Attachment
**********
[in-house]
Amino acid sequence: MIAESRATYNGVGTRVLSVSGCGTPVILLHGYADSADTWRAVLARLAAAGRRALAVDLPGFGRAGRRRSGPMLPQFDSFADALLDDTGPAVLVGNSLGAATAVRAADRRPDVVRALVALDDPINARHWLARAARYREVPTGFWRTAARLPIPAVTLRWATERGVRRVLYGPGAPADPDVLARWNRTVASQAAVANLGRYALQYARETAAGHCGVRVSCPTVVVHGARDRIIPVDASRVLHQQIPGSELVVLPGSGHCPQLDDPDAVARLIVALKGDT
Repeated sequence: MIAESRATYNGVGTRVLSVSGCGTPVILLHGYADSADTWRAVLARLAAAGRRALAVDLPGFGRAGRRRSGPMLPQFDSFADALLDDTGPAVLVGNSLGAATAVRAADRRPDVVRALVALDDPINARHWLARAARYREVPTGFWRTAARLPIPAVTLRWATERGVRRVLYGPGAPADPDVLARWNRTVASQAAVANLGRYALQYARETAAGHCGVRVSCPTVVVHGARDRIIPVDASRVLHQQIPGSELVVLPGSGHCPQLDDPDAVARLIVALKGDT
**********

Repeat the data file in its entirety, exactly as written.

[in-house]
Amino acid sequence: MIAESRATYNGVGTRVLSVSGCGTPVILLHGYADSADTWRAVLARLAAAGRRALAVDLPGFGRAGRRRSGPMLPQFDSFADALLDDTGPAVLVGNSLGAATAVRAADRRPDVVRALVALDDPINARHWLARAARYREVPTGFWRTAARLPIPAVTLRWATERGVRRVLYGPGAPADPDVLARWNRTVASQAAVANLGRYALQYARETAAGHCGVRVSCPTVVVHGARDRIIPVDASRVLHQQIPGSELVVLPGSGHCPQLDDPDAVARLIVALKGDT
Repeated sequence: MIAESRATYNGVGTRVLSVSGCGTPVILLHGYADSADTWRAVLARLAAAGRRALAVDLPGFGRAGRRRSGPMLPQFDSFADALLDDTGPAVLVGNSLGAATAVRAADRRPDVVRALVALDDPINARHWLARAARYREVPTGFWRTAARLPIPAVTLRWATERGVRRVLYGPGAPADPDVLARWNRTVASQAAVANLGRYALQYARETAAGHCGVRVSCPTVVVHGARDRIIPVDASRVLHQQIPGSELVVLPGSGHCPQLDDPDAVARLIVALKGDT